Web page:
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Apple required Papers, Please to censor its nudity

UPDATE: Apple says this was a mistake, will reinstate controversial content.

UPDATE 12/12/2014 10.06pm: Apple has claimed its rejection of Papers, Please's lo-fi nudity on the grounds of it being "pornographic content" was an error, and the original uncensored version will be reinstated.

Papers, Please developer Lucas Pope made the announcement over Twitter. "Just talked to Apple. The initial rejection for porn was a misunderstanding on their part. They suggested I resubmit with the nudity option," he said.

"I'll make an update to restore the nudity over the weekend (default to off) and it should be available next week.," he added.

Pope further outlined his experience with Apple in an e-mail to Kotaku, wherein he explained that the iPad manufacturer's original decision was a "UI-related misunderstanding."

"Apple contacted me today on the phone and said the initial rejection was a UI-related misunderstanding and that if I resubmit with the nudity restored, it would pass immediately," he explained. "It's hard to say if this is because of the negative coverage, but they did sound sincere that it was just a mistake by the reviewer and they wanted to get it sorted out for my sake."

"I don't know exactly what the misunderstanding was, but my guess is that seeing the 'Nudity' checkbox in the game's settings was enough to red-flag it. If I was an app reviewer slogging through submissions, I'd probably make the same call."

So there you have it. It sounds as if the whole thing came down to one reviewer who chose to err on the side of caution, when ultimately the powers that be would have been okay with the uncensored content all along. At any rate, Papers, Please will remain as uncomfortable and disturbing as ever next week when the update arrives to reinstate its uncensored intrusive full body scanners.

ORIGINAL STORY 12/12/2014 3.31am: Immigration drama Papers, Please is coming to iPad today, but not without one minor change: there's no nudity.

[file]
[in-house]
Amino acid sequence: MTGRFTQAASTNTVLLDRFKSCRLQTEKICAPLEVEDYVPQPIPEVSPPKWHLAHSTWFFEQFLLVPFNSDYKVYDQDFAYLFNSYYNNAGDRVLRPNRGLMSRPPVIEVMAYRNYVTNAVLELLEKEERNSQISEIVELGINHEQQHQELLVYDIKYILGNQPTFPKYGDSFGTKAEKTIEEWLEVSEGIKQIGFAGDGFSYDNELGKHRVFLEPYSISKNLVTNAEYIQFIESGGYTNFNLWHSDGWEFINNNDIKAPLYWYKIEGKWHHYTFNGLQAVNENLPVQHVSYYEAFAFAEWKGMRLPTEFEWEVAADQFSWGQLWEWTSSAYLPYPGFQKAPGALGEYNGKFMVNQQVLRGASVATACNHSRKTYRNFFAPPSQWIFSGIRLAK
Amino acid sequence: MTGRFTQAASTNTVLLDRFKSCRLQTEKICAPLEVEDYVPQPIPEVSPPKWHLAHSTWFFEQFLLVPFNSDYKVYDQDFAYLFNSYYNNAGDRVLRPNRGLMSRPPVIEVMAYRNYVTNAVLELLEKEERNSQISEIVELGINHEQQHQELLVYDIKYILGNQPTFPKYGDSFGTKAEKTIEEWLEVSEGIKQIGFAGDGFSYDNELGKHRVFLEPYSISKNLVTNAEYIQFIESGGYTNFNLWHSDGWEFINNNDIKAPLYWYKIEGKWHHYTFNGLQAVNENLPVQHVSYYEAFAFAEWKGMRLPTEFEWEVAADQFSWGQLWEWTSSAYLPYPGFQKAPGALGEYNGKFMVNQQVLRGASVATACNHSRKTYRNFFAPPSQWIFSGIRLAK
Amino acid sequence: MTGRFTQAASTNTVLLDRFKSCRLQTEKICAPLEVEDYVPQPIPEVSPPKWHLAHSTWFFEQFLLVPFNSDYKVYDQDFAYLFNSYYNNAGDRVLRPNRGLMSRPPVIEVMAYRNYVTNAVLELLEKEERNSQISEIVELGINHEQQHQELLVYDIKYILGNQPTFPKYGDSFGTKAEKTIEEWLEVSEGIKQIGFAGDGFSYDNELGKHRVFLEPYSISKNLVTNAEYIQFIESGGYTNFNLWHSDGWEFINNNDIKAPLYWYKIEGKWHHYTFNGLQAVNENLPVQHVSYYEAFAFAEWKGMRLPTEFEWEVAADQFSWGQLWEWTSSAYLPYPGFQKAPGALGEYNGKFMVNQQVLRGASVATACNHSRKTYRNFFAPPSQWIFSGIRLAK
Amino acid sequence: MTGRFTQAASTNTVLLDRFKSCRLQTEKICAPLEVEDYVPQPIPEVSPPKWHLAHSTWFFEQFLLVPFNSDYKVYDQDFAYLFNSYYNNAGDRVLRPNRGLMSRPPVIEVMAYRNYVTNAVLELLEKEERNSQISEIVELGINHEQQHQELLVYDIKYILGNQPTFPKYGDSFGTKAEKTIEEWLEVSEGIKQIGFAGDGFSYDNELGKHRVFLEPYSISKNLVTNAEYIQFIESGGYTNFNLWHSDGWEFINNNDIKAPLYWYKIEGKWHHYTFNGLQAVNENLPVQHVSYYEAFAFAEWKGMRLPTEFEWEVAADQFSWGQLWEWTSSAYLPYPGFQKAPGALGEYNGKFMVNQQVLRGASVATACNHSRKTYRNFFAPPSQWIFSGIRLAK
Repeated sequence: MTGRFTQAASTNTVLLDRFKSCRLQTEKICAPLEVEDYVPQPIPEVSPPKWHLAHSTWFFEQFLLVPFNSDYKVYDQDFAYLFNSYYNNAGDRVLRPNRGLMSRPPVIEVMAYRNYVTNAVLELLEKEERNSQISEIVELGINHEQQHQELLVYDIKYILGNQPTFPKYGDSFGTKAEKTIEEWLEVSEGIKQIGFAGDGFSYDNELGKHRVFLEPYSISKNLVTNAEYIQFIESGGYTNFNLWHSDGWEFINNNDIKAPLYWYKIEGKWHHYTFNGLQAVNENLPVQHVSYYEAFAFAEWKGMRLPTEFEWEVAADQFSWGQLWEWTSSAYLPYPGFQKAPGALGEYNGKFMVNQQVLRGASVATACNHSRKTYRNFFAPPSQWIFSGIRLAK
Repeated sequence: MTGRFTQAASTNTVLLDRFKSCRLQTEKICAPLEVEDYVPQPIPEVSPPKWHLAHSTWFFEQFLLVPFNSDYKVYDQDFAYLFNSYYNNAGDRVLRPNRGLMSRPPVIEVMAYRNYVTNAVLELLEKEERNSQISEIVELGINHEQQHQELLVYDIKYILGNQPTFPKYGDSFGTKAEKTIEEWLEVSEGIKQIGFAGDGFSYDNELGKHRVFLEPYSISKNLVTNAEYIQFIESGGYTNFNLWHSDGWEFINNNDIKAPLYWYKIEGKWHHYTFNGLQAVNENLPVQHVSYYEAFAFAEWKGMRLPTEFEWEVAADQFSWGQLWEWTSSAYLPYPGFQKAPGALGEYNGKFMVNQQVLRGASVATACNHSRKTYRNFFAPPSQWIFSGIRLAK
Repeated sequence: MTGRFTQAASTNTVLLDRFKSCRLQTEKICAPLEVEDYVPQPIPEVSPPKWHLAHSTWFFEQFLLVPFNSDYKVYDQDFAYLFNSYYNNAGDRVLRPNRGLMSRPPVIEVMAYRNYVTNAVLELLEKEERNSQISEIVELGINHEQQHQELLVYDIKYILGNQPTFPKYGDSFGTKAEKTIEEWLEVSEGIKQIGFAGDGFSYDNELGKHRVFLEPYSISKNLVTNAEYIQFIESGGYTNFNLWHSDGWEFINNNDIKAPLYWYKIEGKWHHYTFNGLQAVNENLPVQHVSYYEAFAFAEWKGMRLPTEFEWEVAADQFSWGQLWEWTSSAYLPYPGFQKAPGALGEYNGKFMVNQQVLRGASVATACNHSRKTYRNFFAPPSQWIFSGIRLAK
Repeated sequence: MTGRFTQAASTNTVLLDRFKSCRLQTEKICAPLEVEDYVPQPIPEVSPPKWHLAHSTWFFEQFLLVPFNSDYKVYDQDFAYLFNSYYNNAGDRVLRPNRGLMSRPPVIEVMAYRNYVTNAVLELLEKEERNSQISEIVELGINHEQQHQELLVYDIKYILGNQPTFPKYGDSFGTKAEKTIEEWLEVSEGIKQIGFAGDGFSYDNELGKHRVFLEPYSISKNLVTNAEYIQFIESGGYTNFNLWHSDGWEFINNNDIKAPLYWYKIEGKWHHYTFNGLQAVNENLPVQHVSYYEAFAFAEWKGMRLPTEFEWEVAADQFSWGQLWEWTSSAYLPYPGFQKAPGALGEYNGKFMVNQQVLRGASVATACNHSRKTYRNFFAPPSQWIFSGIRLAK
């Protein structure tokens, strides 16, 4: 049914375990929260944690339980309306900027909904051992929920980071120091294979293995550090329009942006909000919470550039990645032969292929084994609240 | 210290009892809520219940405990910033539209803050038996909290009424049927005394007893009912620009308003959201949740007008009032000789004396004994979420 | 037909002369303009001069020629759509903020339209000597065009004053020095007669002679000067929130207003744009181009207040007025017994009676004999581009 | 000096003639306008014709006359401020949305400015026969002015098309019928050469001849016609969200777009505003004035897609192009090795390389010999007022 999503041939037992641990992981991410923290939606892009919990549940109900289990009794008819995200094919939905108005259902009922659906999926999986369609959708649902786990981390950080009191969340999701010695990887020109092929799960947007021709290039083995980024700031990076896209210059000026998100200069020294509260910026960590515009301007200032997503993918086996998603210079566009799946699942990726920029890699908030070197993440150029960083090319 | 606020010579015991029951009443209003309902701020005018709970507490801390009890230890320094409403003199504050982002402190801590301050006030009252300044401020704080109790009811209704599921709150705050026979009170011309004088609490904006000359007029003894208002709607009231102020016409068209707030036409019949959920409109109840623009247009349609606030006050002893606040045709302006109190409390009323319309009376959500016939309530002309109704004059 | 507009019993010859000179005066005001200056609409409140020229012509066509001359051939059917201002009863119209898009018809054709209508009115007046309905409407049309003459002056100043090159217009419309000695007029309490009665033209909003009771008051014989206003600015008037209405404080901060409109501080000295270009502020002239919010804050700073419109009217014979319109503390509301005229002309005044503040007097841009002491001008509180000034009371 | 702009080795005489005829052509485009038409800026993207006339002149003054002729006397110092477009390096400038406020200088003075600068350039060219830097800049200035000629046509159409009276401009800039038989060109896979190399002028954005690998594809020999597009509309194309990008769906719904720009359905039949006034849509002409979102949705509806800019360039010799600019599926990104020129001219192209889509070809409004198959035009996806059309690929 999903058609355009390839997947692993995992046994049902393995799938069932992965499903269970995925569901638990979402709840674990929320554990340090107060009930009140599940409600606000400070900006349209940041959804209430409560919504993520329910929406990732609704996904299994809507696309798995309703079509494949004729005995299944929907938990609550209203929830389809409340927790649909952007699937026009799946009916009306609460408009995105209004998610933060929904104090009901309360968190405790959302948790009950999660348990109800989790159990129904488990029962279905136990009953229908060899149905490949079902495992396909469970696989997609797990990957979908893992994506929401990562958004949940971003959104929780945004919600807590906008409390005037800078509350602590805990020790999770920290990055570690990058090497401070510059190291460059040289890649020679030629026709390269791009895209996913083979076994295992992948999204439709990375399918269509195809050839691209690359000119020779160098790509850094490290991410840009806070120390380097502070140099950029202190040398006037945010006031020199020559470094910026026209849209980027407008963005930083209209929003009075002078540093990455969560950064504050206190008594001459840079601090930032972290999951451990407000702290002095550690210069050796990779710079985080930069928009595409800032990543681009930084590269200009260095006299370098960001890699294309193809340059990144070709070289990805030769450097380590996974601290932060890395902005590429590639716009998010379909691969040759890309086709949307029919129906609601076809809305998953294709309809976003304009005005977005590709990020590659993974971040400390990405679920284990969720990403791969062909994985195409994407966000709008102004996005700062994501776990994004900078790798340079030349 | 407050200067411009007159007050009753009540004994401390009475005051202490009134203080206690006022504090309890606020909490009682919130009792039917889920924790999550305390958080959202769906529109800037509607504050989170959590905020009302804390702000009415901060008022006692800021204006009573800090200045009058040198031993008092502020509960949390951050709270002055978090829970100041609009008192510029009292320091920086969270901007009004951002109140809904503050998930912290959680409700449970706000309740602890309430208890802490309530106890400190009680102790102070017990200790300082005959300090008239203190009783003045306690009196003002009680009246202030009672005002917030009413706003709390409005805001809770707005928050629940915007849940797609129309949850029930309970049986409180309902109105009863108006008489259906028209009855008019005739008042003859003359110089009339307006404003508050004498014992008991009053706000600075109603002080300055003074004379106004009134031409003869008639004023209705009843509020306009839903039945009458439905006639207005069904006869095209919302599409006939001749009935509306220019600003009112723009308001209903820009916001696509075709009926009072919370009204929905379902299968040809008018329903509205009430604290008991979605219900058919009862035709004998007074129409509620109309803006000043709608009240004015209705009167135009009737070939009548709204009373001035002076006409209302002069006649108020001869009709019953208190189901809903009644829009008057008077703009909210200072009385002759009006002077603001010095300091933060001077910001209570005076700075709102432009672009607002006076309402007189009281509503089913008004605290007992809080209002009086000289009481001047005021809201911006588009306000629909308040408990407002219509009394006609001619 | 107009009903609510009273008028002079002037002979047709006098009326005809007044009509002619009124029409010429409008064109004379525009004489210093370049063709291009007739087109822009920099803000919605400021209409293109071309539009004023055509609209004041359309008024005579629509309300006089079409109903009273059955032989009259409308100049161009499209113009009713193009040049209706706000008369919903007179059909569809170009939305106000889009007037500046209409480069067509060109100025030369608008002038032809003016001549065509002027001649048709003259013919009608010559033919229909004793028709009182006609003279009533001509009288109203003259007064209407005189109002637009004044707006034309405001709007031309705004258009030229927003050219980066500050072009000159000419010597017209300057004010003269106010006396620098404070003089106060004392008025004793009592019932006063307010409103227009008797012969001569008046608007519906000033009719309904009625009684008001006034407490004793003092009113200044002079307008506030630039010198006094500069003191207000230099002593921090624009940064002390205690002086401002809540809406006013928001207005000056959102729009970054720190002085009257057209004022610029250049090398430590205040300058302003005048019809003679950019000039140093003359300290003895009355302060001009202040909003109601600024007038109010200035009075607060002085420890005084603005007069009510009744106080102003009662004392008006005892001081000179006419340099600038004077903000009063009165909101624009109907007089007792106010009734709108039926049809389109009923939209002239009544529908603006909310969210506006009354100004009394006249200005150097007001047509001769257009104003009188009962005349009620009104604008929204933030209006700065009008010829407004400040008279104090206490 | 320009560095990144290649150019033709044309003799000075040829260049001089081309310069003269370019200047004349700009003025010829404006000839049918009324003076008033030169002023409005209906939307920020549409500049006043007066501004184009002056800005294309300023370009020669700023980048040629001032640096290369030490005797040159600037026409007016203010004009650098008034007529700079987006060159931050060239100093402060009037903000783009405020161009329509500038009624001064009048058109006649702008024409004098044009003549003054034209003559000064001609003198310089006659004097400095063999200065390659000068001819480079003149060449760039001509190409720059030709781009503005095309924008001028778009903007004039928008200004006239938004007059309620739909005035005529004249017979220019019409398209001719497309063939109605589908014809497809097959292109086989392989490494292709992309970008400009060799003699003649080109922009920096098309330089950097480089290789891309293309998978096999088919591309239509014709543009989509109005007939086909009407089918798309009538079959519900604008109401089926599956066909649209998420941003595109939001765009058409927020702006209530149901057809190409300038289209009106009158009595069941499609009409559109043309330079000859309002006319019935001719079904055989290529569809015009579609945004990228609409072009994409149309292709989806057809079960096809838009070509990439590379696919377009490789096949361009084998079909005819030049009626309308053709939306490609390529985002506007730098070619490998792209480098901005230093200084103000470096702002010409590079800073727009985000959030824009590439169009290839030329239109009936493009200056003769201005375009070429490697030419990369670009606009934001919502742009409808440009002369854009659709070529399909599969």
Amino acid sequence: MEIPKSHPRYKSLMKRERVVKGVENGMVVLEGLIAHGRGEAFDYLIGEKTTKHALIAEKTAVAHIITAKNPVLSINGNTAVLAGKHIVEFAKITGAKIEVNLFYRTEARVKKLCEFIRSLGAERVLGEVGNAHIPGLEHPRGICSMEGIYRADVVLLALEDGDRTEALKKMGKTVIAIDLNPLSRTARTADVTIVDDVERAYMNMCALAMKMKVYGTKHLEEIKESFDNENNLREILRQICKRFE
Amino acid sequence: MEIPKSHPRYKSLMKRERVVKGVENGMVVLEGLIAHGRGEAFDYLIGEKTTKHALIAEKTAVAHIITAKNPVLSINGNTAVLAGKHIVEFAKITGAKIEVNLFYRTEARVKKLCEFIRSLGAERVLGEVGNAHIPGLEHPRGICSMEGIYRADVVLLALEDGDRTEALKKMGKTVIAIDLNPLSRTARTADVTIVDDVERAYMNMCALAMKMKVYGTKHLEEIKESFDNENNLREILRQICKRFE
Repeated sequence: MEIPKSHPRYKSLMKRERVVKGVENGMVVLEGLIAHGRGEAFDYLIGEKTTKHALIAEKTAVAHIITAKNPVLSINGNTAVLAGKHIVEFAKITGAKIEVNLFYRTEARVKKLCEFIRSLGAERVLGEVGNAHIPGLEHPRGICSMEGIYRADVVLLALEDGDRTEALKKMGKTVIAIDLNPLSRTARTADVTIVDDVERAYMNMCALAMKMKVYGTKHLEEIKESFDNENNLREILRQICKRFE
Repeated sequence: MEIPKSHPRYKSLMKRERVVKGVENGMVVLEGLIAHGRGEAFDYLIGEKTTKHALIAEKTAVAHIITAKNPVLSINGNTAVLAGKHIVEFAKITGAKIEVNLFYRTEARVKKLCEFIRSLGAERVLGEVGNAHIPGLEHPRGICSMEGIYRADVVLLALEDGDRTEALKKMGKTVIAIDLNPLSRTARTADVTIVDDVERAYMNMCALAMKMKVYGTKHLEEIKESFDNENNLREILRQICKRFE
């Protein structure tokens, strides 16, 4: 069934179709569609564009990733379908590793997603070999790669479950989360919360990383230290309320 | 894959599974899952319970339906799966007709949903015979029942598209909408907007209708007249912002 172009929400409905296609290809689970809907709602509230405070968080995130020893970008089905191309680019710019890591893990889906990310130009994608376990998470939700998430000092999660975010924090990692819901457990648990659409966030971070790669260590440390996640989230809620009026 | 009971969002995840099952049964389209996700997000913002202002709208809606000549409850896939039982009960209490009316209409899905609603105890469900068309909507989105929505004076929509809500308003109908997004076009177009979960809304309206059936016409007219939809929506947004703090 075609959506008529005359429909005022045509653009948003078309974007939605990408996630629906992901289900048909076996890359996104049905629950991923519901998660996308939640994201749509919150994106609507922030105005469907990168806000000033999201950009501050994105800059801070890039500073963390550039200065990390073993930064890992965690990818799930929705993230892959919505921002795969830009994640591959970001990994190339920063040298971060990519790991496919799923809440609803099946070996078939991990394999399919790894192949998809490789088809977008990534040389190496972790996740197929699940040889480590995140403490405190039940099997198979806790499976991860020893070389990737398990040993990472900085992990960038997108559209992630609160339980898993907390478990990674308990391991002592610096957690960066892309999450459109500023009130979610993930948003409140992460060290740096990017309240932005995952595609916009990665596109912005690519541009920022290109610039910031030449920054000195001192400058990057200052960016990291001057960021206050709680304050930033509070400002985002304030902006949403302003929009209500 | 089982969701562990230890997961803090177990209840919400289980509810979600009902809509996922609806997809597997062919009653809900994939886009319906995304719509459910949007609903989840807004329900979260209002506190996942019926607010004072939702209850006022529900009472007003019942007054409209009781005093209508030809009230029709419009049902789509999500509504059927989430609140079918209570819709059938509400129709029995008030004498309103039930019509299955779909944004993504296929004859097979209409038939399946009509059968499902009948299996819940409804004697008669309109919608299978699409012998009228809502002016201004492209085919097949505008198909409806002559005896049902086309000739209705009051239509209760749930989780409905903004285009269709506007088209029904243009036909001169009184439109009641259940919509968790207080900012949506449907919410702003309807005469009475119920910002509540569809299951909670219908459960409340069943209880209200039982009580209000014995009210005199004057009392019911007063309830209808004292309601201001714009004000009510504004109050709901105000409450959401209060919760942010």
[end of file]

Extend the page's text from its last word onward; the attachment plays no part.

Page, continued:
The original version of Papers, Please's full body scanning was rather unsettling, but intentionally so. The people didn't want to be scanned and you didn't want to scan them. But mother Arstotzka demands it, so what can you do?

The original game required players to occasionally scan travelers to ensure that they weren't hiding any weapons. But Apple found the clothing-removing scanners - a thing that actually exists and is frequently used in airports - to violate its guidelines as the company considers it "pornographic content."

"The iPad version has no full nudity option for the search scanner photos. Apple rejected that build for containing 'pornographic content,' developer Lucas Pope tweeted.

Thankfully, it wasn't too much effort for Pope to get around this as the original game had a "no nudity" option. "The original game has a no-nudity option so it's not a considerable clash," Pope stated.

"Losing nudity isn't too severe imo," he added. "The game has other content I expected to cause trouble that didn't, so there's some relief."

Pope then confirmed that the newly submitted sans-nudity version of Papers, Please was accepted. "I confirmed with the reviewer that it would likely pass without the nudity. Removed it, resubmitted, and it was accepted today."

Papers, Please on iPad will cost $7.99 (about £5), but will be on sale for $5.99 (about £4) over the weekend.

The underwear version compared to the full monty.
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Jeffrey Matulef


Jeffrey Matulef is the best-dressed man in 1984.

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